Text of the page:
Round table members miffed over province’s slap in the face

After 14 months of hard work, some members of the Boreal West Round Table are fuming over the lack of response they received from the province on a final report they didn’t see–even though it was a report they supposedly endorsed.
Fort Frances resident Jack Hedman, who sits on the round table as an representative of the Ontario Federation of Anglers and Hunters, charged the public was “being fed a bag of goods,” noting all the public input wasn’t included because the province upped its deadline.
“We haven’t heard from two-thirds of the people on this thing,” he argued last week. “I guess the fact that really bothers me is that we went on the record as saying that we were going to listen.”
With the process “scuttled,” Hedman filed a minority report refusing to endorse the one submitted. But so far, he hasn’t received a response from Natural Resources minister John Snobelen.
“I have been waiting very patiently to hear something from the provincial government that I fear I’ve waited too long,” Hedman said. “I’m just surprised that nobody has screamed long and hard.”
Bruce Peterson also turned in a minority report, as did Verne Hollett and Pat Sayeau, who submitted one jointly. Dave Christianson said he didn’t file a minority report because he was waiting to see the final draft–something that still hasn’t happened.
Early in July, Christianson said the round table met at Quetico and made major steps in a collaboration in the forestry and remote tourism areas. The group agreed to have its first recommendations in by the end of September but the province “pulled the rug out” and said the deadline for recommendations was July 30.
That left the group just three weeks to put together its recommendations. But while round table members were privy to the first two drafts (which Hollett said were endorsed by the majority but not unanimously), draft three escaped their final perusal.
“We were nowhere near finished,” Christianson said, stressing it still required two or three more drafts.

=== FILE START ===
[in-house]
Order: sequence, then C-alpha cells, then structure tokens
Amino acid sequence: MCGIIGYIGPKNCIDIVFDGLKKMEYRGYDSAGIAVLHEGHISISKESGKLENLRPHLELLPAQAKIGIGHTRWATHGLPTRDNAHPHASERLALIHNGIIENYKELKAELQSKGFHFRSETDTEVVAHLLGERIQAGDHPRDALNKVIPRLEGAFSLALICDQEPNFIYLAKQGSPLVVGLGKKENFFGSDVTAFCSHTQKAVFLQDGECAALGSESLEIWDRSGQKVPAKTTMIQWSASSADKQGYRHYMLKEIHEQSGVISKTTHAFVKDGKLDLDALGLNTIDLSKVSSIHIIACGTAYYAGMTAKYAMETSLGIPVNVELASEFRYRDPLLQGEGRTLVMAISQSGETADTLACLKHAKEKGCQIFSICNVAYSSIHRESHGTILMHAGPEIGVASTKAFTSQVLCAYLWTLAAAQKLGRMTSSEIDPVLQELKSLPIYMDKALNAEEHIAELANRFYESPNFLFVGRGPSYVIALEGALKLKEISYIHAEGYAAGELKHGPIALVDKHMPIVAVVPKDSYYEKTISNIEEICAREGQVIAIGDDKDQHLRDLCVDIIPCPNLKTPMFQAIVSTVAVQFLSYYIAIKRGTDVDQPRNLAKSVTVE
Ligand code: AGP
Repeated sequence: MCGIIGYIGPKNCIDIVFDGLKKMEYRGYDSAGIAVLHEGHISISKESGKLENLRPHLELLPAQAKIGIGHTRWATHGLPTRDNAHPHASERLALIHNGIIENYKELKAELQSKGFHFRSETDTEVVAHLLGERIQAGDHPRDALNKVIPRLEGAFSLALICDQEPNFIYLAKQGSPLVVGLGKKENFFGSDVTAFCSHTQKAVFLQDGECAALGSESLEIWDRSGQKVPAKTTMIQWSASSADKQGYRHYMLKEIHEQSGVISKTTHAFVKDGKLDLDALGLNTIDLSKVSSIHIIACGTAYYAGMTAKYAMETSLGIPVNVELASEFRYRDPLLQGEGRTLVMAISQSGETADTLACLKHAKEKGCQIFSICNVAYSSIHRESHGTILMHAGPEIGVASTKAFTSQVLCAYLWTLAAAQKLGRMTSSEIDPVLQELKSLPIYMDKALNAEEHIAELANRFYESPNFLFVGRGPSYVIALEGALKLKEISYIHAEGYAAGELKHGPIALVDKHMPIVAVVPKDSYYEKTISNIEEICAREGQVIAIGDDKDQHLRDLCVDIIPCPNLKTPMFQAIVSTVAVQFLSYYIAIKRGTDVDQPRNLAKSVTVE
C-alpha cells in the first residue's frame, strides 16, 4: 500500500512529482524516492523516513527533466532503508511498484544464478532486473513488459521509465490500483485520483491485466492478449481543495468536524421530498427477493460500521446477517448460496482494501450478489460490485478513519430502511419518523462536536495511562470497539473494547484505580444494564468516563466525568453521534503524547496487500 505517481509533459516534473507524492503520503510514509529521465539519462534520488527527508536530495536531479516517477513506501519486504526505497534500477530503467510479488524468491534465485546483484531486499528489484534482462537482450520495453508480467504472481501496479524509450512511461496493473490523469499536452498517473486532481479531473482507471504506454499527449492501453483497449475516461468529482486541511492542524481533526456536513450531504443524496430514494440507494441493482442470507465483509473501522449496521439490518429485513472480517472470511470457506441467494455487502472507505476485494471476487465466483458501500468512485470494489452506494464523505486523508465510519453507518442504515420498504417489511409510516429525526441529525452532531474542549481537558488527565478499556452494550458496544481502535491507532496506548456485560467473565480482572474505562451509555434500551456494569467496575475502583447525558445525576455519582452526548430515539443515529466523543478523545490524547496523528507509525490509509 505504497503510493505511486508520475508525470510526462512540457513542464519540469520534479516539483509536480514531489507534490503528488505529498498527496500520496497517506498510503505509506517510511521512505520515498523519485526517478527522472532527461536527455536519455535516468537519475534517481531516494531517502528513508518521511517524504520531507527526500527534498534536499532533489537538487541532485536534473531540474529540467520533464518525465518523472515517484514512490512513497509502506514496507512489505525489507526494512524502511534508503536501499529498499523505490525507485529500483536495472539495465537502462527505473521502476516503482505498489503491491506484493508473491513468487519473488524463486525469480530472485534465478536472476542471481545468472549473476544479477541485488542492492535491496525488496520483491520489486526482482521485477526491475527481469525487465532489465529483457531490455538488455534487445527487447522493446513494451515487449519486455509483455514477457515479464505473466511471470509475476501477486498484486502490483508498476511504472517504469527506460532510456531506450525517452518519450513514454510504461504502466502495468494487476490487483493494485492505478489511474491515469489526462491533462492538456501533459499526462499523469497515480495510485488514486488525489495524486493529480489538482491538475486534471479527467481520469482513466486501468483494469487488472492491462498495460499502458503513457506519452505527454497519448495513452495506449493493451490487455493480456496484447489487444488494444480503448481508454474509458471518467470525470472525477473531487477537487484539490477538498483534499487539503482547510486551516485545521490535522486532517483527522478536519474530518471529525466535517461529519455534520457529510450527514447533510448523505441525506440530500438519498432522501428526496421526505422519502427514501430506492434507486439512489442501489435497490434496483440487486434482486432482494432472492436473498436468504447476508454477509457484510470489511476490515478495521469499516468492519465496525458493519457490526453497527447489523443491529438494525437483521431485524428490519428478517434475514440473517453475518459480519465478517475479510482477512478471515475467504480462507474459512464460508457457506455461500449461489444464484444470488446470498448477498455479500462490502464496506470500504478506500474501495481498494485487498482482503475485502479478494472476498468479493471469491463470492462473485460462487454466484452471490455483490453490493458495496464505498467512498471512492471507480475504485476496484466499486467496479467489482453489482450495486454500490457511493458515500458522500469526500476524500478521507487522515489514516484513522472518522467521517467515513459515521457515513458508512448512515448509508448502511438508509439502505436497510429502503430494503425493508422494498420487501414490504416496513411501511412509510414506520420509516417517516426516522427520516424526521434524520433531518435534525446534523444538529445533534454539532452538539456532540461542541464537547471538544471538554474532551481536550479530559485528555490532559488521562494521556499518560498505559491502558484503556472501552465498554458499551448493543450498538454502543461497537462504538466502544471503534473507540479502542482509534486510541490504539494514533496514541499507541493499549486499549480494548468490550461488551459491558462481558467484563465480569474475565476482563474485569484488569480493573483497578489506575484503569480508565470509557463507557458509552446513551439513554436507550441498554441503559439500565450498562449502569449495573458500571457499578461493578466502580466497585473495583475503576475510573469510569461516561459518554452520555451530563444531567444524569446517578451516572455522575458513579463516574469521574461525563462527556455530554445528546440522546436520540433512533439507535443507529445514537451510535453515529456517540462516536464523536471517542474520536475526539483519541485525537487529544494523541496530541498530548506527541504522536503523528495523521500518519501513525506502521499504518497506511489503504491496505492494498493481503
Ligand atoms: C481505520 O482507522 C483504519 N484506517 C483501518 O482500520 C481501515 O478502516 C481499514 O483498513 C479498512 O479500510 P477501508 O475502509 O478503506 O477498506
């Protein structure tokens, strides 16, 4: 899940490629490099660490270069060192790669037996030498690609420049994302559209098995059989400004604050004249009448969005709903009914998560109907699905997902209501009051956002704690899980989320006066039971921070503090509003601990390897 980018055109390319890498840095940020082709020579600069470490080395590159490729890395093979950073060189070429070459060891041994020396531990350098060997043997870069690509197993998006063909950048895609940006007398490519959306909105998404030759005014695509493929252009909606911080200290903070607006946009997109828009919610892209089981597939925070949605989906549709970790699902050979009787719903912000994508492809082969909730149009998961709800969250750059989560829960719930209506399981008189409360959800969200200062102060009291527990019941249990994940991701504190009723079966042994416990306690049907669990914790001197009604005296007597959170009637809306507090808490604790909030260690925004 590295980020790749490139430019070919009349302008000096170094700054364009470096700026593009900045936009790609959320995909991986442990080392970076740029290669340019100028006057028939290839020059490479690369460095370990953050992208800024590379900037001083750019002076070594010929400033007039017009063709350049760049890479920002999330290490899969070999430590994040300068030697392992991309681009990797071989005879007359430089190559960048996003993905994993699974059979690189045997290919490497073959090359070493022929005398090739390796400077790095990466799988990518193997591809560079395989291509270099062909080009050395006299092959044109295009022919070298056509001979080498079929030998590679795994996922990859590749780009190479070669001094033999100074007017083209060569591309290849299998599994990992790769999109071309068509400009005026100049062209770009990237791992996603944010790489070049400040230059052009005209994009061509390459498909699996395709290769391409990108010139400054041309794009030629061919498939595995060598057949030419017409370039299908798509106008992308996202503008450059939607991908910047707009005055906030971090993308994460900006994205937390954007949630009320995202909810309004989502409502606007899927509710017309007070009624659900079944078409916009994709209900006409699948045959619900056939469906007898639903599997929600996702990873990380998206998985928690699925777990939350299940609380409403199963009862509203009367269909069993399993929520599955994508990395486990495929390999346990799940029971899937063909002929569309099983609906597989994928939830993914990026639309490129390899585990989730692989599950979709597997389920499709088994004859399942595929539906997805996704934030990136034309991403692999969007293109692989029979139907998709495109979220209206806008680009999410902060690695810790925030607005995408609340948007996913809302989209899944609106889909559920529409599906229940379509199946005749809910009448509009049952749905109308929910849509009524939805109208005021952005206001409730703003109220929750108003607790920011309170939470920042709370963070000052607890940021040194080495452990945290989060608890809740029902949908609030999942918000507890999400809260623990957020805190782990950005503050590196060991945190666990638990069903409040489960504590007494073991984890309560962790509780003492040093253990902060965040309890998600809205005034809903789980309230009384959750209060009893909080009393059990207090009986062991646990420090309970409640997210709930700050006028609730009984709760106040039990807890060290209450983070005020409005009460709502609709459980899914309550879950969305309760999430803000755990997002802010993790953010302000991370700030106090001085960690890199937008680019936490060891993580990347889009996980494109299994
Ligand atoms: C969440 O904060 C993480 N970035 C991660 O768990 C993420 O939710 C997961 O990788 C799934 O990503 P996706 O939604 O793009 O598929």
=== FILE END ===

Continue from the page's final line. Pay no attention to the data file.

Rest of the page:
While they were told they would get copies in the days that followed, members received a memo from the MNR saying it wouldn’t come until Aug. 10. Almost two months later, there’s still no sign of the report–nor any indication as to where they go from here.
“I’m p—-d off totally at the ignorance that was shown to me by the MNR,” Christianson fumed, adding he felt that left him in a precarious position with the people he was there to represent.
“I think, in fairness, it would have been useful to let us see the final report,” Peterson added. “I didn’t endorse it. I indicated that at the last meeting.”
“To my knowledge, nobody has seen it,” echoed Hollett, admitting he had concerns about it.
“I’m appalled,” Hedman charged. “Nobody seems to be aware of what’s happening.”
But round table chair Bob Michels stressed tight timelines was the reason why members didn’t see the final draft that went off to the ministry. As for public comments, he said they weren’t seeing anything new.
“They essentially did see 99 percent of [the final report],” he said from Toronto yesterday, adding the minority reports also were submitted.
“At that point, it would’ve been fairly minor changes,” agreed Lois Brown, communication officer for the ministry on the “Lands for Life” issues. “Clearly, they know what’s in it.”
The three round table chairs are working now with ministry reps and a consultant to put together one consolidated report, which Michels felt would be made public in the next few weeks. He assured the chairmen were making sure the integrity of each was protected, adding the principles in the different reports varied very little.
If there are differences, Michels stressed any contradictory cases would remain in the consolidated report.
But whether round table members, or the public, will be able to verify that is up in the air. Brown said she didn’t know if the three “round table” reports would be released with the consolidated document.
She added Snobelen has made very few comments about any of the reports–including the minority ones–and won’t until the consolidated report is released.
Meanwhile, what the role of the “round tables” will be from here is up in the air. Christianson noted there still was to be public consultation but he wasn’t sure if that would be done by the ministry or by the round tables.
“Most of us on the round table would prefer the latter because it would give us an opportunity to save face,” he noted.
But Michels felt the round tables’ work basically was complete. And while he could understand how some were feeling brushed off by the province, he assured when members finally get a look at what is delivered, they will see the tremendous contribution their efforts made to the use of Crown land in Ontario.
“I think that [the Boreal West Round Table] has done more than anybody ever thought they would deliver,” he said.
With the round table so close to reaching consensus on major issues, including between forestry and remote-based tourism, Christianson and Hedman were disappointed and frustrated they couldn’t see the process through to its completion.
Peterson agreed what was intended wasn’t accomplished but he and Hollett weren’t optimistic round table members ever would come to a consensus on Crown land use. They felt members brought their biases to the table and wouldn’t budge on the issues.
“The bottom line is there was about four of us who were willing to do that,” Hollett said, adding the others merely were paying it lip service.